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Wednesday, June 6, 2018: Suffern board names replacement for Biddy

   Leading off today: Although there remains a sense that the story has not yet played out to its conclusion, Joe Biddy is now officially out after 49 years of coaching cross country at Suffern.

   The district's board of education voted 4-1 (the board president and vice president were absent) on Tuesday to appoint girls track and cross country coach Jeff Dempsey to also take over the boys program as well.

   The district has not spelled out its problems with Biddy. Dempsey, a teacher in the district, declined comment and was not at the meeting.

   The Journal News reported supporters of Biddy filled the Suffern Middle School cafeteria and had hoped the recent election of three new school board members last month had saved Biddy's job. They expressed displeasure that the board did not wait until the new board took office next month to conduct a vote on fall sports appointments.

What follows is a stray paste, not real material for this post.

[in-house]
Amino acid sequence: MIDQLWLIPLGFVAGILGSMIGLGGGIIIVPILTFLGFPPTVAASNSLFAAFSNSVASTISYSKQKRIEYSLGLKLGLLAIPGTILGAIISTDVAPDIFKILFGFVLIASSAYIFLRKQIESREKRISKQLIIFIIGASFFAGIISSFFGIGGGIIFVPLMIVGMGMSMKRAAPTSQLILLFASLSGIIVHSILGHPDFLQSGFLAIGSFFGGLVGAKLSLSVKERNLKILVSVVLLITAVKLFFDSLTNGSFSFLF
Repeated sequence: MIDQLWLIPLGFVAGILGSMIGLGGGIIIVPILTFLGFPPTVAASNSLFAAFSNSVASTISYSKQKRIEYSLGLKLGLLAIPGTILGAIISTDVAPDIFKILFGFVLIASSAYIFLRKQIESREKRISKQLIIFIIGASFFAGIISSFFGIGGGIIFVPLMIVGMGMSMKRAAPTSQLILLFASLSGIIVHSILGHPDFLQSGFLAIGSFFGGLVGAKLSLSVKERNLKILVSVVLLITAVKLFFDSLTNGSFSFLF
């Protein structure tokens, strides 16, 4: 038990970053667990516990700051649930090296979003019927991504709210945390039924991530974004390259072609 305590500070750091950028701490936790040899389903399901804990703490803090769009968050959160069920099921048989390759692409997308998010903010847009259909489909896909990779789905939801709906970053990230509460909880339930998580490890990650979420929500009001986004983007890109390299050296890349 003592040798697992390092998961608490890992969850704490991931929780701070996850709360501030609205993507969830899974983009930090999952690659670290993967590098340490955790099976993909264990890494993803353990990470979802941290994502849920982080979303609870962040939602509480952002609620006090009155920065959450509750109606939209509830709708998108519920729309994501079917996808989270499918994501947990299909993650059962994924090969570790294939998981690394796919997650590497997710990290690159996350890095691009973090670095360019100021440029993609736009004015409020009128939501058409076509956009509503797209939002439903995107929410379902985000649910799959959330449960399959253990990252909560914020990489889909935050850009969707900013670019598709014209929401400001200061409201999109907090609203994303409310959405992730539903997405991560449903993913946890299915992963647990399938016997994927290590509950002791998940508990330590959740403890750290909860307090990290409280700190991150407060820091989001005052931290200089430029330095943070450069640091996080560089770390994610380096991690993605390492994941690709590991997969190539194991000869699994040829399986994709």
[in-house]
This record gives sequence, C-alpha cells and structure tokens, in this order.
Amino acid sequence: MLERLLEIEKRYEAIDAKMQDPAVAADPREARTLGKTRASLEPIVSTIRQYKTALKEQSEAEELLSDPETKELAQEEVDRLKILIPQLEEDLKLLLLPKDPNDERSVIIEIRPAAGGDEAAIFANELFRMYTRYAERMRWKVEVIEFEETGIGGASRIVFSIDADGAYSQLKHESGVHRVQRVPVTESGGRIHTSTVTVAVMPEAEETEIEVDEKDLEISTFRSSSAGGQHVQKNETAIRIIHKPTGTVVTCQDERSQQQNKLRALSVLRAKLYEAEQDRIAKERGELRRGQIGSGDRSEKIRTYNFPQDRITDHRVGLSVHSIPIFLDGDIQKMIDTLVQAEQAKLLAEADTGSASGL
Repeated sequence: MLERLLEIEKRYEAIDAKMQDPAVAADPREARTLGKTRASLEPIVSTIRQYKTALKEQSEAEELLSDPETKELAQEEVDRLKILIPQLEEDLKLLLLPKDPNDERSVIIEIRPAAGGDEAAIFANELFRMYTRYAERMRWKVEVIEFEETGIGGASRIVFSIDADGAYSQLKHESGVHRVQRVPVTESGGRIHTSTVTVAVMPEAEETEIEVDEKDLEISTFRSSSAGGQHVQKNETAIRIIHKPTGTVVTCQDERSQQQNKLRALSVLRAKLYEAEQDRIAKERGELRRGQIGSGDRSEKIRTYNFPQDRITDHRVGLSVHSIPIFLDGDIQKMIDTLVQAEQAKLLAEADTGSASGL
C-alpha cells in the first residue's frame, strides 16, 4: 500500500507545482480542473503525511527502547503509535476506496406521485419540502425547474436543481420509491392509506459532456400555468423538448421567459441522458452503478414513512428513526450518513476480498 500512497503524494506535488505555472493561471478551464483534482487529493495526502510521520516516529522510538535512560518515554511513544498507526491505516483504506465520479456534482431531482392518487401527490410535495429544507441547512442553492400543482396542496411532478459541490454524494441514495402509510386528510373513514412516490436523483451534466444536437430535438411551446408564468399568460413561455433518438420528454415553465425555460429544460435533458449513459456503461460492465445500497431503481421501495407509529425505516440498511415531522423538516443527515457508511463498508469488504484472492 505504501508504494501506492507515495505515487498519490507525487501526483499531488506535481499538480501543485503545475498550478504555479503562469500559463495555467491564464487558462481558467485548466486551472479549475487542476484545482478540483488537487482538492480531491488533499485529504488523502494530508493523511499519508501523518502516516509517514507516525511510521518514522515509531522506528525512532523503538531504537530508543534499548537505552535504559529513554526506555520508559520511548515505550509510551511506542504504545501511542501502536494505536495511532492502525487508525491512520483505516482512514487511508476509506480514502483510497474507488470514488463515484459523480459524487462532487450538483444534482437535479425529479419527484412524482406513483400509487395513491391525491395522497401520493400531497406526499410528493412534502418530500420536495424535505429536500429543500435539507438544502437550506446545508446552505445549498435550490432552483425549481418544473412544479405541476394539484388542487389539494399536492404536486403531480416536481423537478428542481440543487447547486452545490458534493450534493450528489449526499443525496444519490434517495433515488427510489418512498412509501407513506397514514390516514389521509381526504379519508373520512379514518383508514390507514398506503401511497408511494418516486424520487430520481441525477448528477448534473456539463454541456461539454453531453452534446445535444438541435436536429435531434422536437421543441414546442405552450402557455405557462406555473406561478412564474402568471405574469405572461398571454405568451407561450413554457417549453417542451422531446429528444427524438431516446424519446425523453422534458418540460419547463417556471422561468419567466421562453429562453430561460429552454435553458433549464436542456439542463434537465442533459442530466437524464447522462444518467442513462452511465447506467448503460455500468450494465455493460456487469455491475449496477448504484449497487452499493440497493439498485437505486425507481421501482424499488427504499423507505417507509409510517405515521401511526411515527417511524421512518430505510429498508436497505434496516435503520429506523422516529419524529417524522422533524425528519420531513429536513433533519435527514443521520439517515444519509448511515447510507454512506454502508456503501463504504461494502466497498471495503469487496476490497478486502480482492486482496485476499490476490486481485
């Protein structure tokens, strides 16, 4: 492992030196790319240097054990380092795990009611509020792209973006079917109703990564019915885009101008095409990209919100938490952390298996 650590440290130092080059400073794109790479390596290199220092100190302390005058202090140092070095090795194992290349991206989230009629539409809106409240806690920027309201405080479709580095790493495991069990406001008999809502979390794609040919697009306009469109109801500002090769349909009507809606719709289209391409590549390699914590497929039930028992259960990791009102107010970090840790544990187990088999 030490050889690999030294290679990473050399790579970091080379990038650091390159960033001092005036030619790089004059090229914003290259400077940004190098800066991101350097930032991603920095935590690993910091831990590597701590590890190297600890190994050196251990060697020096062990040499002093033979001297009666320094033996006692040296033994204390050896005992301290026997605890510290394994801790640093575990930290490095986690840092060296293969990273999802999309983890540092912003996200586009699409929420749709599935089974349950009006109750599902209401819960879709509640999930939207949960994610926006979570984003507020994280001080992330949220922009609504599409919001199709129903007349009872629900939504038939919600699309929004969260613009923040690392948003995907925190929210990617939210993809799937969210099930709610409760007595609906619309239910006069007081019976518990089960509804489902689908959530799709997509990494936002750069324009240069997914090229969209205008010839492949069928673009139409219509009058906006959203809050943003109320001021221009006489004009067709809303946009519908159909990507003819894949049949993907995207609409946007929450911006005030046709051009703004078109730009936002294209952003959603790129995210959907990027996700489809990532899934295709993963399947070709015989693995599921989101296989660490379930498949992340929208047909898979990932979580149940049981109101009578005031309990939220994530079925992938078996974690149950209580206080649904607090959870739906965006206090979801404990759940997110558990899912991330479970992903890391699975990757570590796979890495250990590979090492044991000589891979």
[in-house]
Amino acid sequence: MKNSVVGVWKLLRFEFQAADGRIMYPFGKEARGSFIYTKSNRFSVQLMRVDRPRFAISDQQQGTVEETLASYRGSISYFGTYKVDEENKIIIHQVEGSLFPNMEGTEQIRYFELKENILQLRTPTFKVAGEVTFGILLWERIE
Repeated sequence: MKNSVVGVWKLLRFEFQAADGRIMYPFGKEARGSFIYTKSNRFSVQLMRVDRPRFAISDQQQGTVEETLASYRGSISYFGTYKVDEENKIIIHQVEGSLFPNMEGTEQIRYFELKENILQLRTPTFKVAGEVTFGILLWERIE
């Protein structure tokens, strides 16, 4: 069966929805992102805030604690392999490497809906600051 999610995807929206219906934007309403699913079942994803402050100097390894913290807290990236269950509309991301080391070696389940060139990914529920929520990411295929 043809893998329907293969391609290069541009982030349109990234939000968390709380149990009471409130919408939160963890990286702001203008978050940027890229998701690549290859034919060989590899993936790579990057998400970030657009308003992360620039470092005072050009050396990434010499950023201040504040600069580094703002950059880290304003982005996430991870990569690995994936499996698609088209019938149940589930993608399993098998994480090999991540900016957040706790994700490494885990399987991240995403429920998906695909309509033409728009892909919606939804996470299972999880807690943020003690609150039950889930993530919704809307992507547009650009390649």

District resident Andrew Dale presented looked back at past coaching appointments and said none had been voted on before July 5 since at least 2007.

   "This board has become tone deaf to students," he said.

   Incoming board member Angus Mackenzie, a Suffern graduate who threw the shot put for Biddy, said he was "shocked" by the vote. Mackenzie added that the board had not afforded Biddy "due process" and had been subject to "innuendo."

   Former Pearl River athletic director and coach Tom Doherty scolded the board and administration, asking, "What is going on? How did you allow this to happen?

   "Nobody had the courage to stop this madness."

   Section 6 QB picks Rutgers: Southwestern junior quarterback Cole Snyder verbally committed to Rutgers University on Tuesday after attending a spring camp at the Big Ten school over the weekend.

   In two seasons as a varsity starter, Snyder has amassed over 3,000 yards passing and 36 touchdowns while throwing only four interceptions. He was selected to the New York State Sportswriters Association first team in Class C.